(Kyiv) Ukrainian head of state Volodymyr Zelensky denounced the “bankruptcy” of the United Nations where Russia took over the presidency of the Security Council for the month of April on Saturday.

“It’s hard to imagine anything that proves (further) the complete bankruptcy of such institutions,” Mr. Zelensky said in his evening message.

“There is no form of terror that Russia has not already exercised,” he continued, calling for “reform of global institutions, including the UN Security Council.”

This “obviously overdue reform is to prevent a terrorist state…from destroying the world.” Terrorists must lose, must be held responsible for terror and should not preside anywhere,” Volodymyr Zelensky said.

His Foreign Minister Dmytro Kouleba had previously described the Russian presidency as a “slap in the face” to “the international community”, with Westerners calling it “April Fool’s Day”.

“The current members” of the executive body of the UN must “thwart any attempt” by Russia to “abuse its presidency”, had urged Mr. Kouleba who, already Thursday, had castigated this “bad joke”.

“Russia has usurped her seat; it is waging a colonial war; its president is a war criminal wanted by the International Criminal Court for child abduction,” he stormed.

These criticisms from Kyiv, however, did not prevent Moscow from ensuring that its delegation to the UN this month, to succeed Mozambique, would be led by the head of Russian diplomacy, Sergei Lavrov.

“Another key event of the Russian presidency will be the high-level open debate of the (Security) Council on “Effective multilateralism through the defense of the principles of the Charter of the United Nations”. This meeting will be chaired by Russian Foreign Minister Sergei Lavrov,” his spokesperson, Maria Zakharova, even told reporters on Thursday.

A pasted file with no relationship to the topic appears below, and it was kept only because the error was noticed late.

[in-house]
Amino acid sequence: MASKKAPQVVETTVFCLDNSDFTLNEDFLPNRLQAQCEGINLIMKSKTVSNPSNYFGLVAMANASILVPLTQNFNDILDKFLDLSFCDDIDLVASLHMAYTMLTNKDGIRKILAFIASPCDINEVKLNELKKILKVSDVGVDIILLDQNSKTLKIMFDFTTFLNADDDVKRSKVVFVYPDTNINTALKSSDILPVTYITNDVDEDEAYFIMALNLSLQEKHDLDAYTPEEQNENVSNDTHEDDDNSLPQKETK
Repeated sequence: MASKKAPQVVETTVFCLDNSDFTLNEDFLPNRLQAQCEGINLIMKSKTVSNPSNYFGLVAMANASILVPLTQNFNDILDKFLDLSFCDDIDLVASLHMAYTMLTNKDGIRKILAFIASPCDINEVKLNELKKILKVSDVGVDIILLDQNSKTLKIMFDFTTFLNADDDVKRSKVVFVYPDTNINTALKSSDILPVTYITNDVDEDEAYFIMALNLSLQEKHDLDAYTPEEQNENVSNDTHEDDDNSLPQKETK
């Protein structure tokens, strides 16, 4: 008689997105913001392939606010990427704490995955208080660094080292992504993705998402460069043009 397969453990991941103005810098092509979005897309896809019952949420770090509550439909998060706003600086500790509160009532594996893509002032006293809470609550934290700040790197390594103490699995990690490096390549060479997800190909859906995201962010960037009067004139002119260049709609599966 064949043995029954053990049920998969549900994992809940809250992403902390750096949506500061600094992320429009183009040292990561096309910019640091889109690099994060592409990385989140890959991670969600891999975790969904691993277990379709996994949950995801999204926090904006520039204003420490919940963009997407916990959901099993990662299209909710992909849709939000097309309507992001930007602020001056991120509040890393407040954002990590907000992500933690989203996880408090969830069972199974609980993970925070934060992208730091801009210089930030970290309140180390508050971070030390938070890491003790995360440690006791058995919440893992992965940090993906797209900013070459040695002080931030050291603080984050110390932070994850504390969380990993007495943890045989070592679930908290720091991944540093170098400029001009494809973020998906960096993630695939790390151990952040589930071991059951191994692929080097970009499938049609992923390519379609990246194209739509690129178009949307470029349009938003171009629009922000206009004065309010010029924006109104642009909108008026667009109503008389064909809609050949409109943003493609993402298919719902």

She pointed out that Mr. Lavrov also planned to chair a session of debates on the Middle East on April 25.

Kyiv’s diplomatic backers, primarily the United States, quickly rose up against such a position.

“We expect Russia to continue to use its headquarters to spread misinformation and try to distract from its attempts to justify its actions in Ukraine and the war crimes that members of its armed forces are committing. “commented Thursday the spokeswoman for the White House, Karine Jean-Pierre.

“A country that flagrantly violates the UN Charter and invades its neighbor has no place in the Security Council,” she said.

The Baltic countries, strongly opposed to Moscow, spoke on Saturday of “April Fool’s Day”.

“April Fool’s Day is a perfect day” for Russia, the Lithuanian Foreign Ministry quipped. “Russia, which is waging a brutal war on Ukraine, can only lead the ‘Council of Insecurity’.”

For its part, the Estonian diplomatic mission to the UN has found it “shameful and humiliating” that the United Nations Security Council is led by Russia, whose President Vladimir Putin is “a war criminal with an arrest warrant. standing of the ICC”.

At the UN, Russia says it faces the “collective West”, which has ostracized it from world nations since the launch of its military offensive in Ukraine in February 2022.

The first meeting of the Security Council under the current Russian presidency will take place on Monday morning, but it will only be the usual closed-door discussions on the work program for the month.

It will be followed, as usual, by a press conference by the new president of this body, the Russian ambassador Vassili Nebenzia.

It is “a rotating presidency. It’s every month, it’s a short presidency and it’s not essential like a G20, G7 or European Union presidency where you preside for six months or a year and inject your own agenda insisted a diplomat at the United Nations Security Council in this regard.

“In case of abuse by the presidency, we will react, of course. That’s not the point. The important thing is the war in Ukraine and making sure we end it,” he added.

The Russian presidency at the United Nations comes a week after Vladimir Putin announced that he wanted to deploy tactical nuclear weapons in Belarus, his only European diplomatic ally, reinforcing Western fears.